For those of you who haven’t been following along, this all began with my recent purchase of the CFExpressPro+ PCIe ExpressCard to CompactFlash Memory Card Adapter 2.5Gbps. This ExpressCard Compact Flash Card Reader boasts the ability to operate at the ExpressCard slot’s true PCIe speeds. My first tests with Lexar Pro media yielded horrible results in that I either have a bad card or their write acceleration is just not compatible with this reader. So I went out and bought some different cards. I bought a couple of SanDisk’s Extreme III and IV cards and I bought the PNY Technologies Optimal PRO and Optima PRO UDMA cards. These cards were rated at 133x and 266x by their respective manufacturers. I was shocked that the PNY cards were much faster than the SanDisk cards on READING my 1.1GB test folder. Like I said, I was ready to declare PNY the winner until I ran some WRITE tests. The results put SanDisk back on top. Using the Sychnrotech ExpressCard PCIe Reader, here’s what I got:

Card Read 1.1GB Write 1.1 GB
PNY Technologies Optima Pro 133x 2GB Card 40.9 seconds 56.9 seconds
PNY Technologies Optima Pro UDMA 266x 2GB Card 35.7 seconds 45.2 seconds
SanDisk Extreme III 133x 2GB Card 70.8 seconds 71.1 seconds
SanDisk Extreme IV 266x 2GB Card 41.6 seconds 29.4 seconds


While the PNY card did win the Read tests hands down, what really matters to a digital photographer the most (besides reliability) is the speed at which images can be written to the card and the SanDisk Extreme IV edges out the PNY card by 18% margin!

Also no matter how you slice it having the Synchrotech ExpressCard Memory Adapter ($65) blows away USB card readers. In all of my tests the fastest time I could achieve with my USB card reader was just over 2 minutes whereas with the ExpressCard adapter I achieved 35.7 seconds and 41.6 second read times. If you’re a pro digital photographer and have a notebook with an ExpressCard slot, this is a must purchase. Time is money.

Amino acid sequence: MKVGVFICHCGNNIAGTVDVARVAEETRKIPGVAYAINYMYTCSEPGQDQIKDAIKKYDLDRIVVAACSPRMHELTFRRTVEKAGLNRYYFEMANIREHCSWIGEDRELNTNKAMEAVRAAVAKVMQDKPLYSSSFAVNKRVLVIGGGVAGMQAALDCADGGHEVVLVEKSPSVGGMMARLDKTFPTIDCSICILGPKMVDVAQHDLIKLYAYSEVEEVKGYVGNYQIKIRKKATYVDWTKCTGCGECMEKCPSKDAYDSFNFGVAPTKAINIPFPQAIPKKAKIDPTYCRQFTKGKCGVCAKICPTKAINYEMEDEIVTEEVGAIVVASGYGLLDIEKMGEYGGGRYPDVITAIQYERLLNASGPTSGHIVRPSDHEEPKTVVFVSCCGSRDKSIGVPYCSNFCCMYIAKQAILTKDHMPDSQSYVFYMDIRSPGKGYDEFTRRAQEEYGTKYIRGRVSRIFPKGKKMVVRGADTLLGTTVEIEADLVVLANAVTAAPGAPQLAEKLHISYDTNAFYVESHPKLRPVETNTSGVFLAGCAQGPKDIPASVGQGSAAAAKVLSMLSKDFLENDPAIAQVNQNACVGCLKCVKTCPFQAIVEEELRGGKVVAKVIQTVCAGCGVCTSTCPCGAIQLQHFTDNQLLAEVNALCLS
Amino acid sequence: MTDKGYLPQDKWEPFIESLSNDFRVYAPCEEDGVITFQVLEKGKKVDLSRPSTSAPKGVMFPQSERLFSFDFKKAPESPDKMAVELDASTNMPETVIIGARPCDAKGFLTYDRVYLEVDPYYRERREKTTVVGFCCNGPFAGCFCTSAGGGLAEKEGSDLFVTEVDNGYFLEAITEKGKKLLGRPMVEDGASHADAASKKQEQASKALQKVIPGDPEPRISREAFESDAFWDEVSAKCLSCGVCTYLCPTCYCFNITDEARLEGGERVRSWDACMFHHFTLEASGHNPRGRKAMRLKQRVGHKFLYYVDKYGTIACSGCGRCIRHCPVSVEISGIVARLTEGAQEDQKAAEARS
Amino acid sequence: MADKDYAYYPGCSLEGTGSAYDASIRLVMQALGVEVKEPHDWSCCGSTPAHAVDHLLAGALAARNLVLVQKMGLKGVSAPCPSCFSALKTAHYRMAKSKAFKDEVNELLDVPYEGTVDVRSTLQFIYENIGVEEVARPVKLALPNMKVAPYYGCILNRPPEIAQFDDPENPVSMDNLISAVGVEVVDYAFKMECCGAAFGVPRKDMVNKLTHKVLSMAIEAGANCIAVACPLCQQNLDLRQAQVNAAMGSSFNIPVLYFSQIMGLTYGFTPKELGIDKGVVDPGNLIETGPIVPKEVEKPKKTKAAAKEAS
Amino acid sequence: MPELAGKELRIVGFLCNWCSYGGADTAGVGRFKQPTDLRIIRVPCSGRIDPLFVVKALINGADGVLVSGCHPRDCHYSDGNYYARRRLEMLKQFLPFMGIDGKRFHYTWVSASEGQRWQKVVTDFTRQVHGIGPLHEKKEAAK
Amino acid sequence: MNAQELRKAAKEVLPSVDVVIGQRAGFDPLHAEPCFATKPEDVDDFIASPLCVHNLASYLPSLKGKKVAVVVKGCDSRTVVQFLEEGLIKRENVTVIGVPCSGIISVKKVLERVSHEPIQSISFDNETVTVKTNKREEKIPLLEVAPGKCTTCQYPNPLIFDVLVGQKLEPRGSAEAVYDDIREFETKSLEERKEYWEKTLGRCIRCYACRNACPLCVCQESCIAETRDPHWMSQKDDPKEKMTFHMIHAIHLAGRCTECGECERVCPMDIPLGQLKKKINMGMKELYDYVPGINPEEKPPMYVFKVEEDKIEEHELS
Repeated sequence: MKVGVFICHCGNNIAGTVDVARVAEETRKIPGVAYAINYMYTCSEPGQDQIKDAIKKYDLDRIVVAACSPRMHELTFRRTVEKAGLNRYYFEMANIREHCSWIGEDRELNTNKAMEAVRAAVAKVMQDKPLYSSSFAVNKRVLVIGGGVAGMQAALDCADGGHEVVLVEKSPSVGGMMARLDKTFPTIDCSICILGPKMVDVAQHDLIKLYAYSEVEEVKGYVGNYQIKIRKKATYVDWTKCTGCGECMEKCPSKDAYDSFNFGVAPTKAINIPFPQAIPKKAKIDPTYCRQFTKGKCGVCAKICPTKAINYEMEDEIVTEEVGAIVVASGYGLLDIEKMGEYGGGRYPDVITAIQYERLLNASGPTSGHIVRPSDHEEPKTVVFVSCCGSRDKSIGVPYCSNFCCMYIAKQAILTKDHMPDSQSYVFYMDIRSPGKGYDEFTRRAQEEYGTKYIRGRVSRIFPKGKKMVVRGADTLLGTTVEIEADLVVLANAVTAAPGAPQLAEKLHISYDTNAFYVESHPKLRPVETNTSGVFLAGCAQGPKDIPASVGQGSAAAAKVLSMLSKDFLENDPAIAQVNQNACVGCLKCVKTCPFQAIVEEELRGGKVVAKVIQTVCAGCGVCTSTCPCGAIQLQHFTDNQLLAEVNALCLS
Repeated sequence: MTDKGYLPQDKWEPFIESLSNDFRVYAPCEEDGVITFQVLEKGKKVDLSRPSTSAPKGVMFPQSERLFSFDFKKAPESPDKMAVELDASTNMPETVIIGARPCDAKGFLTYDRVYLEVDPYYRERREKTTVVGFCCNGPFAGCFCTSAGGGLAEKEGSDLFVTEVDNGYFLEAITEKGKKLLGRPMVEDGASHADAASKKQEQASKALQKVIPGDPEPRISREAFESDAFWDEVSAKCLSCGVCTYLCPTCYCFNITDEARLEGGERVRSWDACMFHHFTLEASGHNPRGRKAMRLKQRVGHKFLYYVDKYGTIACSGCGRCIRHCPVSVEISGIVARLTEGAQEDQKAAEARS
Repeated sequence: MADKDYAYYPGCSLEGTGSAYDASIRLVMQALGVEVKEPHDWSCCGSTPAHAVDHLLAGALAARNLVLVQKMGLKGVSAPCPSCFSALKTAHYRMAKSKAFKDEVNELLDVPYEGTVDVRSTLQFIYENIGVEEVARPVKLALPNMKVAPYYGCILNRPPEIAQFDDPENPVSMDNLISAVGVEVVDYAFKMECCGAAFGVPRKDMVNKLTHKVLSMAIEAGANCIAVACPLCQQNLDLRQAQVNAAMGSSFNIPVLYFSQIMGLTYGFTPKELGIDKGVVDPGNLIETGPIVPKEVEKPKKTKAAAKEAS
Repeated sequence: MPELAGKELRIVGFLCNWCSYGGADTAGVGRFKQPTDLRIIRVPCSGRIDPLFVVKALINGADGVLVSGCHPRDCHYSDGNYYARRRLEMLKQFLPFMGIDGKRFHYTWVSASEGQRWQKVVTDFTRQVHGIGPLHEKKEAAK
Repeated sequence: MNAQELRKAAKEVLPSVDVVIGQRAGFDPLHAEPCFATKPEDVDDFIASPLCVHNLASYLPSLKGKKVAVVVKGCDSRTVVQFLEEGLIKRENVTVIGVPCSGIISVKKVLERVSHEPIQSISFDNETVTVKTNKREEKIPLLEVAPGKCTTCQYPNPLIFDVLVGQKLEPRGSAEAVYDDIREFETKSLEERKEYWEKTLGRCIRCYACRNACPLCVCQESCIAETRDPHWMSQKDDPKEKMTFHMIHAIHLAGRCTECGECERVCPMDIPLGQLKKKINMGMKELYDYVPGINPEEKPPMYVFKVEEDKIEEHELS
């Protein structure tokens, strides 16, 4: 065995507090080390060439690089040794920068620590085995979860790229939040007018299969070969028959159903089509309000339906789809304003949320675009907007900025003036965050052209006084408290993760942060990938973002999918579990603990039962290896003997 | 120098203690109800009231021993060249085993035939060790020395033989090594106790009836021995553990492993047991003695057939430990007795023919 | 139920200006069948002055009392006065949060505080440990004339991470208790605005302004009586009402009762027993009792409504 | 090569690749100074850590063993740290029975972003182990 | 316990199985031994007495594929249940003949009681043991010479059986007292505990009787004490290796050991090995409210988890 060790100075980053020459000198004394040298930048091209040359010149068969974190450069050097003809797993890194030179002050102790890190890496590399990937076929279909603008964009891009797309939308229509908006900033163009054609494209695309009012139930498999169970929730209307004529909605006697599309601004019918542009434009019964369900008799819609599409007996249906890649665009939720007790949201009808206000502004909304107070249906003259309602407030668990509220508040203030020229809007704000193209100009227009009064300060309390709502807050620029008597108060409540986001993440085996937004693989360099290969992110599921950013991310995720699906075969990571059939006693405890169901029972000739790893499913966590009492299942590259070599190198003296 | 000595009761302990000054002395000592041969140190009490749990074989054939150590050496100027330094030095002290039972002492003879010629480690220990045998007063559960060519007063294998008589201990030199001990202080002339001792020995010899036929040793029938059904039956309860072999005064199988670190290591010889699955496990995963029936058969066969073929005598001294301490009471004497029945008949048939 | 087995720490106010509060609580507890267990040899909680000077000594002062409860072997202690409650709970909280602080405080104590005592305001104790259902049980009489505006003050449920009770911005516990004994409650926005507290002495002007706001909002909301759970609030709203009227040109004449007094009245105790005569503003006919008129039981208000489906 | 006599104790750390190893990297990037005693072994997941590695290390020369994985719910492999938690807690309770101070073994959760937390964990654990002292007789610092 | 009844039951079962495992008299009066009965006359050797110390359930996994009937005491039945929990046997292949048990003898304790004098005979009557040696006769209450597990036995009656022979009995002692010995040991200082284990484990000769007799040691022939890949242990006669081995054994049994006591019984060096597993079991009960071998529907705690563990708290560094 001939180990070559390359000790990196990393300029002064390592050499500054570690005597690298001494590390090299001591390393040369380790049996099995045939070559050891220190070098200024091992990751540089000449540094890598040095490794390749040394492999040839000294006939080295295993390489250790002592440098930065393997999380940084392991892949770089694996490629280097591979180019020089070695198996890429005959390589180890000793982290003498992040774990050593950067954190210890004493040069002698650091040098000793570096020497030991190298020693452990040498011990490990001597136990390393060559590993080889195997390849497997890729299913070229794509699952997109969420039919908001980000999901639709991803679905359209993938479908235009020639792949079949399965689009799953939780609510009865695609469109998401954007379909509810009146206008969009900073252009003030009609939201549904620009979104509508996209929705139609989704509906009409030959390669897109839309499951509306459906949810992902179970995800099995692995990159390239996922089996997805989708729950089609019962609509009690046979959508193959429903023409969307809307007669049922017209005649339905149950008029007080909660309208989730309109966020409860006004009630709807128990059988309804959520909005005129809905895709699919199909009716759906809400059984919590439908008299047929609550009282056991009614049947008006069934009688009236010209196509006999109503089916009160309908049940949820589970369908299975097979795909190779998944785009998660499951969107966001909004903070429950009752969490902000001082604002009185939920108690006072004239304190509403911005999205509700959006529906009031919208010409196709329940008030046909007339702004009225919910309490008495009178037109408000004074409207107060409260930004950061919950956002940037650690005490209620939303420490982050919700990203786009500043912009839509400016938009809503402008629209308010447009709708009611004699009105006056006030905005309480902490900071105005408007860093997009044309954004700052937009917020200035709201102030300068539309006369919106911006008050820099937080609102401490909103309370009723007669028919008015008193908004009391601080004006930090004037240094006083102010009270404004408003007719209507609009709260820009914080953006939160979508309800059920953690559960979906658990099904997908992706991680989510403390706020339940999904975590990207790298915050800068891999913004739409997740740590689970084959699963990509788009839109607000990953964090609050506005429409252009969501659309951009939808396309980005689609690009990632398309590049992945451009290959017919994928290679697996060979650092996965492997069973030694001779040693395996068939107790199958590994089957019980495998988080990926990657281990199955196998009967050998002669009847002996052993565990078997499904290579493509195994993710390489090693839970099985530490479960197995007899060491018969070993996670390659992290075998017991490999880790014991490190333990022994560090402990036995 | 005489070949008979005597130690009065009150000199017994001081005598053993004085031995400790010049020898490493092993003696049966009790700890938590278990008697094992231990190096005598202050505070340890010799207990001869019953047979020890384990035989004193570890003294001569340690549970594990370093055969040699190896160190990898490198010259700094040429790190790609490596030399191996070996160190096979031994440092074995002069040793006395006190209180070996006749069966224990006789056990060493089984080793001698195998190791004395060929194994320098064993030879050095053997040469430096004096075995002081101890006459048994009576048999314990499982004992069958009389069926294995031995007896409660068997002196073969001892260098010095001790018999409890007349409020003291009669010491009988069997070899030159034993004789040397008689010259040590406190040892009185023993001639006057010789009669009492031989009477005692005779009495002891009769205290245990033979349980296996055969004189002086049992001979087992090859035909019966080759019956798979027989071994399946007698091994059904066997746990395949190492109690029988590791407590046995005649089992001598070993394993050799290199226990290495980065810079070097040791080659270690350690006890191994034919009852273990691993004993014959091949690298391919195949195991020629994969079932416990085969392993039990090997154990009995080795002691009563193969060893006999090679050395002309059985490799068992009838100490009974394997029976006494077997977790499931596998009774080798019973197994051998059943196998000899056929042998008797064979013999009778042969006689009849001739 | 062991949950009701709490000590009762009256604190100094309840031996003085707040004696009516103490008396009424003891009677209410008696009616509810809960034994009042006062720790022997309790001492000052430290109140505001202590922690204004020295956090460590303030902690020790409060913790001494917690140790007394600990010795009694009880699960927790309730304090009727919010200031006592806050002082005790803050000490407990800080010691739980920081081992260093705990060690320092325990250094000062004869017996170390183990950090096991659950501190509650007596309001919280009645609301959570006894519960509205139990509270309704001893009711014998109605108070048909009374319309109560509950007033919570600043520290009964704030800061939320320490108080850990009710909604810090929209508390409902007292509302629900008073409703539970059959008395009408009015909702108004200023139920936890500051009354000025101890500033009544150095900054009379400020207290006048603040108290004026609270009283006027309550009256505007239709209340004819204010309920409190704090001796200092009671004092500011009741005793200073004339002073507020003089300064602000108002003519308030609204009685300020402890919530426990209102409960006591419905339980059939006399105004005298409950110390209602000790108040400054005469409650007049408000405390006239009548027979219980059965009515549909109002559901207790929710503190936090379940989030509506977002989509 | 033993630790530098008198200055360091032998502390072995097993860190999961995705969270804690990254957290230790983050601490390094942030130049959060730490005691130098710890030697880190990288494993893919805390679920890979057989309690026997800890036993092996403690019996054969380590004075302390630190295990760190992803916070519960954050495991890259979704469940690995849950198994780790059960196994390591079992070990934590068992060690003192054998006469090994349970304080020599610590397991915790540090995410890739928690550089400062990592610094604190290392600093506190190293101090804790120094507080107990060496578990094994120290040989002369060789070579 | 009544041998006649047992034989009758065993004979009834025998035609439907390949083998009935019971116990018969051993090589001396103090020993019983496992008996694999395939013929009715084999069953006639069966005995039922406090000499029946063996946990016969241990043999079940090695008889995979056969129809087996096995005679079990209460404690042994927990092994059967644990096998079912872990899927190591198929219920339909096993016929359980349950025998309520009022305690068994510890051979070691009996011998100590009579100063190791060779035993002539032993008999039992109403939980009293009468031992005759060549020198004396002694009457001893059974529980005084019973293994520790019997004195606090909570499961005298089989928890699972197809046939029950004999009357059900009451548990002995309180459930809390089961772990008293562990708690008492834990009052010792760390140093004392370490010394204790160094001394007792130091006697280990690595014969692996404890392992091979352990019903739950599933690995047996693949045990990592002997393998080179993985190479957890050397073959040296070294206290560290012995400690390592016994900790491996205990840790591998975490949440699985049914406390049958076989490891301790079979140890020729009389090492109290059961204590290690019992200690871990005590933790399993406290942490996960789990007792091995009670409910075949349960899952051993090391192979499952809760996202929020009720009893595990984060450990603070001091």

Adobe Photoshop Lightroom 1.3, Camera RAW 4.3, Photoshop CS3 updates

The Adobe Photoshop engineering team has been quite busy over the past few weeks (months) and has just released a slew of updates:


Adobe Photoshop Lightroom 1.3

This is the update you’ve been waiting for if you are on or going to Mac OS X 10.5 Leopard or if you were in the market for one of the hot new DSLR Cameras. Not only do we get improved Leopard compatibility but we also get native camera RAW support for the following cameras:

Canon EOS 1Ds Mark III
Canon PowerShot G9
Nikon D3
Nikon D300 <- OK sign me up!
Olympus E-3
Olympus SP-560 UZ
Panasonic  DMC-L10

Adobe is first to market (again) with support for the RAW format of the Nikon D3 and D300! The applications also now support the sRAW format produced by the Canon 1D Mk III, 1Ds Mk III, and 40D.

Also Adobe has released a Preview of the Lightroom Export SDK (available on This will allow developers to create some really cool workflows. Think direct export to Flickr, Smugmug, FTP Hosts, etc.


Adobe Camera RAW 4.3 and the DNG Converter 4.3

If Lightroom is not your thing, but you are a Photoshop CS3 user then you’ll get the same camera RAW support as Lightroom in these updates.